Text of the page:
Content from 2022-09
There's this timeless idea of delaying gratification. I want to narrow down a subset of this concept; validation. The two are intertwined in creative exercise, when you make something there is a burning desire to share it with others. The problem arises when the creation is half-baked, incomplete or low-quality. The craving for validation is weak, but enough to urge occasional spontanous creative delves. To maintain that initial level of dedication and quality for any reasonable period of time is impossible. The process will be thoroughly unenjoyable as the focus will shift to the product. This shift accentuates the need for instant validation which leads to a pre-emptive publication of sub-par material. Nobody wins. A deepening sense of dissatisfaction will tug at the consciousness, and the audience will be disappointed at best. The core of the problem is not the craving for validation, but rather the failure to supress it. Too much or too little validation is detrimental, so too from the wrong sources.
I think an illustration of a symptom of this, (taking note of the broader context within this article) was best made by phf on #pest in the short form of a quote from Ivan Chesnokov;
"WHY YOU WANT RAIL FOR KALASHNIKOV? IS NOT GOOD ENOUGH AS PROCURED FROM IZHEVSK MECHANICAL WORKS?"
"RIFLE IS FINE. YOU FUCK IT, IT ONLY GET HEAVY AND YOU STILL NO HIT LARGEST SIDE OF BARN. GO TO FIRING RANGE, PRACTICE WITH MANY MAGAZINE OF CARTRIDGE. THEN YOU NOT NEED DUMB SHIT PUT ON SIDE OF RIFLE."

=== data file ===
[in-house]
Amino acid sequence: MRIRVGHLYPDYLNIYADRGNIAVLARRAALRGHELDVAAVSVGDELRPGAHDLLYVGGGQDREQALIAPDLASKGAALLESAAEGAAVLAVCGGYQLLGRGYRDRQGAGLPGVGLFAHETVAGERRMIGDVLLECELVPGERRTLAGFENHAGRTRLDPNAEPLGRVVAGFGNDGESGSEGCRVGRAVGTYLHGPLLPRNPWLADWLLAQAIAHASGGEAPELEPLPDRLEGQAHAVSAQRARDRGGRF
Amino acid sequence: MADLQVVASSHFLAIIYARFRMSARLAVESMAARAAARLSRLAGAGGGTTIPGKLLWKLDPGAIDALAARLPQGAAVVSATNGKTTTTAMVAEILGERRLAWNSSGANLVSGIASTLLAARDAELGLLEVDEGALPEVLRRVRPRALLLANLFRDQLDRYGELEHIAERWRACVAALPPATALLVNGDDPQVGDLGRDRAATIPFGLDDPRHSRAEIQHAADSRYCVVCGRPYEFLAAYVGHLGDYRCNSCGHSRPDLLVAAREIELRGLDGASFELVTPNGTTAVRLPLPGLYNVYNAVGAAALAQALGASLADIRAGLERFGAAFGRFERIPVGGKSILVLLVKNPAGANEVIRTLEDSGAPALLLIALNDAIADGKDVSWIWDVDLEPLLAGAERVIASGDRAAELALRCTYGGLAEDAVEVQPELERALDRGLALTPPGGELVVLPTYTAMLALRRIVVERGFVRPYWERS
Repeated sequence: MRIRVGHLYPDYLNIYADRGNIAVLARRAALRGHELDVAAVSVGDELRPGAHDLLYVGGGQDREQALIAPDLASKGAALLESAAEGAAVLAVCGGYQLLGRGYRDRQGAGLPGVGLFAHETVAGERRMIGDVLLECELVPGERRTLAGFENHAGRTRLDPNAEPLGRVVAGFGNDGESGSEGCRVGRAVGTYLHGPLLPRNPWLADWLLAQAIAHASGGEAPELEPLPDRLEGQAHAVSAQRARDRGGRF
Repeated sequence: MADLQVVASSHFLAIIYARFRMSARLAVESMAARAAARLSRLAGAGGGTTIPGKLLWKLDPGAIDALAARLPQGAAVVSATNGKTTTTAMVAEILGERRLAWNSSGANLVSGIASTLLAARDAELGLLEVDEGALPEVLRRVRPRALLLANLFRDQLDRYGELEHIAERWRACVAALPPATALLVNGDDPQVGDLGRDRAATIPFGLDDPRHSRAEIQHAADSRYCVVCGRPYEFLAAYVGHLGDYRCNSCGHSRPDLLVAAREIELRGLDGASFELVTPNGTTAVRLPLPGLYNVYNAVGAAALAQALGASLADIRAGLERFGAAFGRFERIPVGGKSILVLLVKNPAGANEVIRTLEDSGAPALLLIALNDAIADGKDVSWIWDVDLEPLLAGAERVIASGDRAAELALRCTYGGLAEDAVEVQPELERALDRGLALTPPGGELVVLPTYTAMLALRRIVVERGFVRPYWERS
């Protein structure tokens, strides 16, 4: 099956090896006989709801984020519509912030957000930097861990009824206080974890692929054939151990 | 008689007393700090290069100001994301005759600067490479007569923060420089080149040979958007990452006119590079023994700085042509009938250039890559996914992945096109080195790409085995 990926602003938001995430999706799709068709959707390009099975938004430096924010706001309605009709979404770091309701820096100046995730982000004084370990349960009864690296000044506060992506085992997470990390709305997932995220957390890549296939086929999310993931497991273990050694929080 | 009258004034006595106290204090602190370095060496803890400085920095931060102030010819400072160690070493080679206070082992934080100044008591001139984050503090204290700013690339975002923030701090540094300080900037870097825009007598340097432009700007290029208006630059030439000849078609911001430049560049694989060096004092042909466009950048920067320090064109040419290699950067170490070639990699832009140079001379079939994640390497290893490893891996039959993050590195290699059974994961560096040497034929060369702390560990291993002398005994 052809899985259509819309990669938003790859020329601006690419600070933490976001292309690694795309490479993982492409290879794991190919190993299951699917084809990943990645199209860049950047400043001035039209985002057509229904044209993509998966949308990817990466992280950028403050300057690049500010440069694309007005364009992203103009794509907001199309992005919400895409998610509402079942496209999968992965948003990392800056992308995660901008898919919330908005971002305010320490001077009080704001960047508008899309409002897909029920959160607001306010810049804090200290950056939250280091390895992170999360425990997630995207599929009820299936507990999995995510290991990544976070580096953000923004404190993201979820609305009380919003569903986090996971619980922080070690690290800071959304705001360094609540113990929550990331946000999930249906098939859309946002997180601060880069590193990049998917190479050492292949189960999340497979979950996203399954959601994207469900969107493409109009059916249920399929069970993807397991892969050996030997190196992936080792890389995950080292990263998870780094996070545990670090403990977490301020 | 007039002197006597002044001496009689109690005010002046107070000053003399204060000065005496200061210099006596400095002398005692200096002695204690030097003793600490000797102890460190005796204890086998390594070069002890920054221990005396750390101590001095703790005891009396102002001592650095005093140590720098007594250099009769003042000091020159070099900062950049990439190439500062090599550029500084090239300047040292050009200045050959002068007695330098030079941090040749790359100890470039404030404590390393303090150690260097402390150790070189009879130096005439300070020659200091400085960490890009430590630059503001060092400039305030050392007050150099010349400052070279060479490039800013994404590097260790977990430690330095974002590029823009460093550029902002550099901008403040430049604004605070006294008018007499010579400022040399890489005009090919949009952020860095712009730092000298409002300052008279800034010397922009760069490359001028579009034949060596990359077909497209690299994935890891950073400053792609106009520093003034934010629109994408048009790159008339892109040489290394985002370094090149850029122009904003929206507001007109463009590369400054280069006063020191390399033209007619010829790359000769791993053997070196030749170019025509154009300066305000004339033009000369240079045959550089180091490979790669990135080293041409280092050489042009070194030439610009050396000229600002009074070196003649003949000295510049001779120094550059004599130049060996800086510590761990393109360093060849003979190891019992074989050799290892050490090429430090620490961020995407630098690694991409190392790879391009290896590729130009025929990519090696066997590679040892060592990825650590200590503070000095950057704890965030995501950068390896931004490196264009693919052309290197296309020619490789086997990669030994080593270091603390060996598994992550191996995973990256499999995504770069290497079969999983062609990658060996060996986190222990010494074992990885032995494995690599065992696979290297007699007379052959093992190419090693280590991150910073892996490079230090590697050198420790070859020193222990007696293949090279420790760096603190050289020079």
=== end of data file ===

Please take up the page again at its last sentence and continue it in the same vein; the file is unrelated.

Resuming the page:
But just how much validation is actually required to sustain creative exercise?
This is a difficult thing to answer, I am inclined in the direction of a metric over time in proportion to work achieved; the most work that can be achieved is when large volumes of validation are recieved after a long period of time, ideally upon completion of the project in question. Anything shorter tends to stunt creativity due to the aforementioned conflict with process and product. This of course, imposes an artifical barrier to tasks inherently reliant on feedback for their completion, (not unlike programming or design) which is when the challenge of discipline comes in.
I am not deluded; There are no shortcuts to discipline. It is simply an accumulation of moments of self-control, of which there is no magic pill, and no margin for error.
tl;dr: stop fucking talking about doing shit and just do it.